Gabapentin may help control your Pain but will not cure it

Gabapentin is the generic name of a prescription drug used to treat epilepsy. Gabapentin works by decreasing abnormal excitement in the brain. It also may change the way the body senses pain. Gabapentin is in a class of medications called anticonvulsants.

The U.S. Food and Drug Administration (FDA) approved gabapentin in 1993 under the brand name Neurontin for the drug manufacturer Pfizer. The medication comes in capsule form, as a regular or extended-release tablet, and as a liquid.

Gabapentin interacts with voltage-sensitive calcium channels in cortical neurons. Gabapentin increases the synaptic concentration of GABA, enhances GABA responses at non-synaptic sites in neuronal tissues, and reduces the release of mono-amine neurotransmitters.

gabapentin
gabapentin

One of the mechanisms implicated in this effect of gabapentin is the reduction of the axon excitability measured as an amplitude change of the presynaptic fibre volley (FV) in the CA1 area of the hippocampus.

This is mediated through its binding to presynaptic NMDA receptors.  Other studies have shown that the antihyperalgesic and antiallodynic effects of gabapentin are mediated by the descending noradrenergic system, resulting in the activation of spinal alpha-2 adrenergic receptors.  Gabapentin has also been shown to bind and activate the adenosine A1 receptor.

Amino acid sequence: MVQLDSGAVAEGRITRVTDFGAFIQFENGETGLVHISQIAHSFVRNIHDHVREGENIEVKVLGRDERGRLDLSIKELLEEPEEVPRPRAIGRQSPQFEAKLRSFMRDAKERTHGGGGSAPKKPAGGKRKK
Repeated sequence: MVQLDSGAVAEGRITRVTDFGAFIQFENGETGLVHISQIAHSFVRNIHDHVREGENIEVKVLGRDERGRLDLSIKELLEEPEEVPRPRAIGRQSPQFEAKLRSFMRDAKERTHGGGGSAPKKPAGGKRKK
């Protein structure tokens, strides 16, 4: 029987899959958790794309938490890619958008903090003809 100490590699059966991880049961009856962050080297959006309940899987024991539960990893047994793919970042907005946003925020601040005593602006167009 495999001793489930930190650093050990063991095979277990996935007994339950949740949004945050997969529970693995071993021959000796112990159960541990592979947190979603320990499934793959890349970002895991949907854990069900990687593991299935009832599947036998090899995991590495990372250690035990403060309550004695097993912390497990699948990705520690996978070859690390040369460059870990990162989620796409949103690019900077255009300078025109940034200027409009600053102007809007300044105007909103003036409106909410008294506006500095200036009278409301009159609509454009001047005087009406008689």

Gabapentin may help to control your condition but will not cure it. Continue to take gabapentin even if you feel well. Do not stop taking gabapentin without talking to your doctor, even if you experience side effects such as unusual changes in behavior or mood.

If you suddenly stop taking gabapentin tablets, capsules, or oral solution, you may experience withdrawal symptoms such as anxiety, difficulty falling asleep or staying asleep, nausea, pain, and sweating. If you are taking gabapentin to treat seizures and you suddenly stop taking the medication, you may experience seizures more often.

Your doctor may decrease your dose gradually over at least a week.

In pain after shingles, 3 in 10 people had pain reduced by half or more with gabapentin and 2 in 10 with placebo. Pain was reduced by a third or more for 5 in 10 with gabapentin and 3 in 10 with placebo. In pain caused by diabetes, 4 in 10 people had pain reduced by half or more with gabapentin and 2 in 10 with placebo. Pain was reduced by a third or more for 5 in 10 with gabapentin and 4 in 10 with placebo. There was no reliable evidence for any other type of neuropathic pain.

Side effects were more common with gabapentin (6 in 10) than with placebo (5 in 10). Dizziness, sleepiness, water retention, and problems with walking each occurred in about 1 in 10 people who took gabapentin. Serious side effects were uncommon, and not different between gabapentin and placebo. Slightly more people taking gabapentin stopped taking it because of side effects.

Gabapentin is helpful for some people with chronic neuropathic pain. It is not possible to know beforehand who will benefit and who will not. Current knowledge suggests that a short trial is the best way of telling.

Quality of the evidence

The evidence was mostly of moderate quality. This means that the research provides a good indication of the likely effect. The likelihood that the effect will be substantially different is moderate.